The zones tests along with the tests for mixture and stratification are based on having a somewhat symmetrical distribution (e.g., normal). The X  chart usually meets this requirement since subgroup averages tend to be normally distributed as the subgroup size increases (central limit theorem). The individuals chart may or may not meet this symmetrical requirement. Care should be taken in applying the zones tests to individual values if the distribution is skewed heavily. You may get some false signals.

The moving range chart reuses data. With a moving range of 2, each point is used twice (except the first point) in calculating the moving range. When applying the Zone C test, you need to increase the number in a row above or below the average to account for this. The same is true for the trend test. If the X chart is using 7 points in a row for zone C, the moving range could be set to (2)(7)-1 = 13.

One major point still needs to be made. You know your process. Look at the control chart. Does something look odd to you even though none of the above tests are violated? If so, there is probably something going on the process. Check it out.

### Summary

This publication looked at which out of control tests apply to which control charts when identifying the presence of a special cause of variation. Not all 8 tests apply to all control charts.

Thanks so much for reading our SPC Knowledge Base. We hope you find it informative and useful. Happy charting and may the data always support your position.

Sincerely,

Dr. Bill McNeese
BPI Consulting, LLC

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Hi Bill, as always a good read.  Can you supply the references for the different e=tests please?Thank you and Happy New Year,Martin

Thank you. Here are two references for the out of control tests:
Western Electric Company (1956), Statistical Quality Control Handbook
Douglas Mongtomery. Introduction to Statistical Quality Control

Thank you for this great read sir. i've searched for so long to find such material to support my spc procedures.  Finally a good find.  Hope you continue these. Really appreciate it.

Bill, both of your references actually state that 8 successive points in Zone C or beyond (on the same side) is a signal for a non-random pattern.Using the 7 in a row rule gives us a 1 in 64 asymptotic risk of false positives if we have random data — doesn't that seem rather high to you?  Wikipedia even claims that the WECO rule is 9 in a row, which doesn't match their 1956 handbook, athough 9 in a row is more typically in use today (MINITAB default).

Hi Dale.  8 is the most common number.  The WECO rule is 8.   My book has it as 8.  But I shifted it to 7 simply so it matched the rule of seven tests: 7 trending up or down in a row, 7 above or below the average in a row.  I taught this as a good initial set of rules for operators back when we had to do things manually.  Start with that and move to the zones later and wanted the est for zone C to match the 7 in a row.
The probably of getting this pattern with 7 is .007813 – still pretty small.  With 8 it is .00396 which is closer .0027 of points beyond the control limits.  The software allows you to set the value for the number of points.

Hi, Bill. Actually, the odds of seeing 7 random points in row above or below the established mean is 1 in 64.In Advanced Topics in Statistical Process Control, Donald J. Wheeler claims to personally prefer “nine in a row.” He mentions that Irving Burr expresses the decision rule as “8 to 10 in a row (take your choice).” Wheeler notes “It should be added that virtually all modern authors agree that Grant’s rule [seven in a row] is not sufficiently conservative for good practice.”It’s good to have flexible software.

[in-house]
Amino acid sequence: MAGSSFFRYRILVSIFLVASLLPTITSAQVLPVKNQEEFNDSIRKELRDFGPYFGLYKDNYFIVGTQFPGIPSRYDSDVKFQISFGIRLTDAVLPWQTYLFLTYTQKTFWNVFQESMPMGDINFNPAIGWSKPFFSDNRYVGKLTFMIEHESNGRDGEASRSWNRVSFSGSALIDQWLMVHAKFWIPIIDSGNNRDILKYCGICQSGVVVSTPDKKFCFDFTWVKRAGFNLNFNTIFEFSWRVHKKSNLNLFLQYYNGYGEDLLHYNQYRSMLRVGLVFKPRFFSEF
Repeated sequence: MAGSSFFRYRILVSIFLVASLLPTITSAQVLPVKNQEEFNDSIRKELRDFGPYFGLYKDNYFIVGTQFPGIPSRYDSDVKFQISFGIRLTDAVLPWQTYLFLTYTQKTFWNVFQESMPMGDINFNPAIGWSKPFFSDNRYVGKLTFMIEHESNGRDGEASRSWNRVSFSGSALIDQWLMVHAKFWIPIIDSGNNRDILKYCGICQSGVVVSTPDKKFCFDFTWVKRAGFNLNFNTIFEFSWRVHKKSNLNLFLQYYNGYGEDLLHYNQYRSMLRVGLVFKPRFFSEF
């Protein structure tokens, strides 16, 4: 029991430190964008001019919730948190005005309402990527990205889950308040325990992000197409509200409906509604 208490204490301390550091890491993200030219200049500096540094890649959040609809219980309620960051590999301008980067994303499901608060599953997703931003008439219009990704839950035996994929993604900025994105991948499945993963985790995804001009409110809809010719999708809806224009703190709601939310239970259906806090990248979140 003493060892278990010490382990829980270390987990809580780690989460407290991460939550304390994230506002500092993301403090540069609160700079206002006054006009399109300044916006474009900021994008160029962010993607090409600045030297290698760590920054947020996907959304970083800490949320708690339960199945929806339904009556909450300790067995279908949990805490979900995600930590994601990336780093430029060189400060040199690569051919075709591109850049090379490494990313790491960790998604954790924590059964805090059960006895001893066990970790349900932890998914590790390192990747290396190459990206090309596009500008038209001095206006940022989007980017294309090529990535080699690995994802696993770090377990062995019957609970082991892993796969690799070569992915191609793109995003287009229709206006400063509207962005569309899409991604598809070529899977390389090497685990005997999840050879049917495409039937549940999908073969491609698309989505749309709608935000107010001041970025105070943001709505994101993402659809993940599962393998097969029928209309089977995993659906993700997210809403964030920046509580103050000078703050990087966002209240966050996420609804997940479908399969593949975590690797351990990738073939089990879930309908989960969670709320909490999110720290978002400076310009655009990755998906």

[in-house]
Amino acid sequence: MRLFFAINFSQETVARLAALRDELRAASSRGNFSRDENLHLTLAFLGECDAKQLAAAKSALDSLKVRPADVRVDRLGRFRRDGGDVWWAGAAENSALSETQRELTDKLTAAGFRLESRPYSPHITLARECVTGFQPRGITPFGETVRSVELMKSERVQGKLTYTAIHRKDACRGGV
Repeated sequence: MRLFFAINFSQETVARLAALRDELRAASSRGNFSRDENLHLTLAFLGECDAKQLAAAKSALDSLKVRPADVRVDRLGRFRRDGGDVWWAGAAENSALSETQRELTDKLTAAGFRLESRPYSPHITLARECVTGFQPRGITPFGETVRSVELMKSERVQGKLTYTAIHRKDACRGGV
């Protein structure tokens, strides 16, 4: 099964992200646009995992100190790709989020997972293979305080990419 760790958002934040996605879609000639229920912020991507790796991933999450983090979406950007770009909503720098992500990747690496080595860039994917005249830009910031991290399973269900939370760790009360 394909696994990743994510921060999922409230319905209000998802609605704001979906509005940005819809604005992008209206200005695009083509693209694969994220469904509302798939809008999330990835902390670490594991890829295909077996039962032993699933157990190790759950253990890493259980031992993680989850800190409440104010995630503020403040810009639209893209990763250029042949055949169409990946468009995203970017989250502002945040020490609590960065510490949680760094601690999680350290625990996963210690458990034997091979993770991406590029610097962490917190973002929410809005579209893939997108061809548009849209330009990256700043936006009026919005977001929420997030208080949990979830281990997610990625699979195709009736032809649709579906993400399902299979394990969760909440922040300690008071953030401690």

Thanks for the reply.  7 in a row above the average is .5^7 which is 1 in 128.  Unless I am missing something there.

Don't forget the either part of the rule.  1 in 128 for 7 above <em><strong>plus</strong></em> 1 in 128 for 7 below equals 1 in 64 for 7 in a row on either side of the centerline.

I will respectively disagree on that.  You are looking at 7 in a row above the average or 7 in a row below the average.  Not the sum of both.

“If two events are mutually exclusive, then the probability of either occurring is the sum of the probabilities of each occurring.”As an experiment, I ran the 7-in-a-row-on-same-side-of-center-line rule only on a million random normal numbers using Minitab. It took a couple of minutes, but it flagged 15,617 points, which is really close to the theoretical 1 in 64 value of 15,625.

Hi!Could you explain further why only the "beyond limits" rule applies to the Moving Average?Planning to create a control chart implementing WECO rules on a moving average.Thanks!

It is because you are reusing data with the moving averages. For example, each result is used in a subgroup mutliple times.  This means that the data are correlated – they are being reused. So the runs don't apply.  Only point beyond the control limit.   Moving average/range charts often look like cycles.

How would you establish control charts for processes for which it is hard to assess whether they are in control or not? When talking complaint data, it is not straightforward to estimate whether it is in control or not (how many complaints are 'normal'?). I currently have a dataset which is likely out of control (many complaints), but I'm not sure how to establish a good mean and standard deviation to prove this using a control chart, as the data is so variable. If I take months with many complaints as part of the data, these months will hugely influence the mean and SD, and thus 'allow' for more complaints in subsequent months, which is where I'm getting quite confused. Thanks!

Can you email the data and I will take a look at.  Hard to know without seeing the data.  Thanks.  bill.com